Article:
The Longest Now


Chinese Internet discovered to be full of memes: Top 10 Edition
Sunday December 09th 2012, 3:57 am
Filed under: %a la mod,chain-gang,Glory, glory, glory,international,meta,zyzzlvaria

via Global Voices, the Top 10 Chinese Internet Memes of 2012.



Three Copyright Myths and Where to Start to Fix it – a policy brief

A lovely short policy brief on designing a better copyright regime was published on Friday – before being quickly taken offline again.  I’ve reposted it here with light cleanup of its section headings.

If you care at all about copyright and its quirks, this is short and worth reading in full.



The benefit of passion, focus, poise & wit. For Sebastian.
Tuesday November 20th 2012, 12:53 pm
Filed under: international,meta,poetic justice,SJ

:A pinch of poise, a twist of wit,
:    Suffice to foil the darkest fit of  pique –
:      or set the mind  at  ease when seeking
:              ancient   remedies   for  tweaking  the   e t e r n a l    drive
:                                              to make, sing, see, feel, learn, & thrive.



John Taylor Gatto’s Seven-Lesson Schoolteacher Manifesto: Read it!
Wednesday November 14th 2012, 10:24 pm
Filed under: chain-gang,international,meta,Not so popular

The 7-lesson schoolteacher.

"I teach school -- and I win awards doing it.  These are the things I teach, these are the things you pay me to teach.  Make of them what you will:"

So begins one of the great essays on the modern school system.

Via Doc Searls.



George Washington’s political farewell address: such timely advice!
Thursday November 08th 2012, 10:51 am
Filed under: %a la mod,meta,poetic justice,popular demand

The original, and updated to modern lingo.



Gline, Simmons-Duffin, and the fine Physics snarXiv
Tuesday October 30th 2012, 12:26 pm
Filed under: meta,poetic justice

Comphysic relief:  arXiv vs. snarXiv

You can learn a lot from browsing the arXiv that way; I discovered Tang’s variation on a neutrino counter-nuke.  Along with some papers which would be awesome if anyone managed to write them.

I was delighted to rediscover David SD’s homepage and musings, and reminded of my long-term bet with Matt Gline about the progress in semantic clustering and searching.[1]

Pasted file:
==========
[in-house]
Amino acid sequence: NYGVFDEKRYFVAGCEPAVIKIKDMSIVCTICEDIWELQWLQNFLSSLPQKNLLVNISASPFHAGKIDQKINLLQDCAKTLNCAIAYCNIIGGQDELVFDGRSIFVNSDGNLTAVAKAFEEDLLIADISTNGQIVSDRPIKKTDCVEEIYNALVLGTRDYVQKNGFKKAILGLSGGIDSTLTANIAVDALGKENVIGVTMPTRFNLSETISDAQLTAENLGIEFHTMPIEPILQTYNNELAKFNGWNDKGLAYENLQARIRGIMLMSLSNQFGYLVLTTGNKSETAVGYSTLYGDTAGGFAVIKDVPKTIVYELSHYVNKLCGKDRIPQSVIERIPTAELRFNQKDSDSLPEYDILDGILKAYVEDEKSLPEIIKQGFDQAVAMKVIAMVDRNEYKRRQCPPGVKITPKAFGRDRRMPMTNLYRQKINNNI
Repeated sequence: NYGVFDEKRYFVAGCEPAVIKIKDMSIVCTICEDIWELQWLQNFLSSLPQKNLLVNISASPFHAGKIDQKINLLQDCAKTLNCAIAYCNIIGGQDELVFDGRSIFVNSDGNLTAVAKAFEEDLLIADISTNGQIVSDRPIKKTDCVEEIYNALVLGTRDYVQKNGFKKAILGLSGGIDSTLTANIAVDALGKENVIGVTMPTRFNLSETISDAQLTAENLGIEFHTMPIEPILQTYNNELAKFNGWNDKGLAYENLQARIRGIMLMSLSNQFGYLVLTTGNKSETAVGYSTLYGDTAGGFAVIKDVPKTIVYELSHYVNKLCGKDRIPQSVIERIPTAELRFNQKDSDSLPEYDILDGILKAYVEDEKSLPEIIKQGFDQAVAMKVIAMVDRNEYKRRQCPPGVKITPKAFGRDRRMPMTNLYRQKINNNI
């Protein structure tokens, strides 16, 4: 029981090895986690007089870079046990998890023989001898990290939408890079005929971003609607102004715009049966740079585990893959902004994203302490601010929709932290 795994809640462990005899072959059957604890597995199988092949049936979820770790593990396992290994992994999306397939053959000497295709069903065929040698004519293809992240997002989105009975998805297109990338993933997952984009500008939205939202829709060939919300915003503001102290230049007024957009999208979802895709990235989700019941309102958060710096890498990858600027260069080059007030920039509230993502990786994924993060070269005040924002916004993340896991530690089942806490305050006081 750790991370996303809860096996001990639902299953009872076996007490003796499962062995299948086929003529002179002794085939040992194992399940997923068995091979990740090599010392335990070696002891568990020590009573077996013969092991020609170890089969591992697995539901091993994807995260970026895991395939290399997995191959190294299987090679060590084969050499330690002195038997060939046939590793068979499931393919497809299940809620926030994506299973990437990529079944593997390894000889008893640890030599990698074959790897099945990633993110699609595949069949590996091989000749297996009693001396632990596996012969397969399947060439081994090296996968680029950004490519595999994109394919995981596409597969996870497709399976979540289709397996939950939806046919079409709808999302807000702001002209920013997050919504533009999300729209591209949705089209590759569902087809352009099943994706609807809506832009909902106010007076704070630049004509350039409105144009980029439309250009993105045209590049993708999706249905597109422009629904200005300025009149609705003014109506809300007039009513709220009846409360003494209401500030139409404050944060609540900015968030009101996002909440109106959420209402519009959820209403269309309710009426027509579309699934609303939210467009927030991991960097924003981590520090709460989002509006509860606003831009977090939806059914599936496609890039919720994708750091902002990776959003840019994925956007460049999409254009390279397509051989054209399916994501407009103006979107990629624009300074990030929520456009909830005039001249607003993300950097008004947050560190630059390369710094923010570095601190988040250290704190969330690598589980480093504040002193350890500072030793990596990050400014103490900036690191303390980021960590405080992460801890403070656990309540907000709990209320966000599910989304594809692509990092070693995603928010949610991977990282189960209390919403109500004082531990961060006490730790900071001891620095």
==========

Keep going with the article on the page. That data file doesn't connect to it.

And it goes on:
[1] Whether or not we will have meaningful deep searching of patent/idea databases that allows classification anad clustering across all dimensions of ‘idea’, and idea diffs, in the next few decades. If we can find the original statement of the bet, and its deadline, one of us will treat the other to a meal at any restaurant of his choice.


Gyrovague muses on fast-food franchises in…
Tuesday September 18th 2012, 1:52 pm
Filed under: chain-gang,citation needed,meta,Uncategorized

the age of lawsuits.

you thought this would involve SPACE, didn’t you?



Amanda Palmer on the subtleties of pride for working artists
Sunday September 16th 2012, 9:51 pm
Filed under: gustatory,meta,poetic justice,popular demand

A great multi-sided discussion from the AFP blog, with at least three incompatible views worth considering (and unifying in one moral code, if you’re looking for a challenge).  

How should artists set expectations for how large popular shows and venues play out, when they each draw on dozens of performers, from pick-up –> auditioned one-night –> well-known drop-ins from past collabs –> long-term tour staff?



New ‘Geeks Without Bounds’: sustainable geekery memification
Wednesday July 25th 2012, 7:13 pm
Filed under: international,meta

Geeks Without Bounds is an inspiring Seattle-based group that I learned about through the Awesome Seattle foundation. Their work is similar in ways to NetHope and Benetech in terms of the sorts of networking and sustainability-review they hope to provide. But they are primarily volunteer-run, founded in the work already supported by hacker spaces around the world.

They focus on making hackathons and prototypes for humanitarian tech work in practice — implemented through local practitioners, and embraced by active communities of develoeprs once they have proven their use. I wish them and their network-building success. We need better circles of shared practice in this area of life!

Here’s an introductory video via Dailymotion.



The Mathematics that Matter for Planet Earth, in 2013
Wednesday July 18th 2012, 5:56 pm
Filed under: international,meta

An idea born in 2010, by the American Mathematical Society and friends, now bearing fruit at a beautifully burgeoning MPE 2013 website.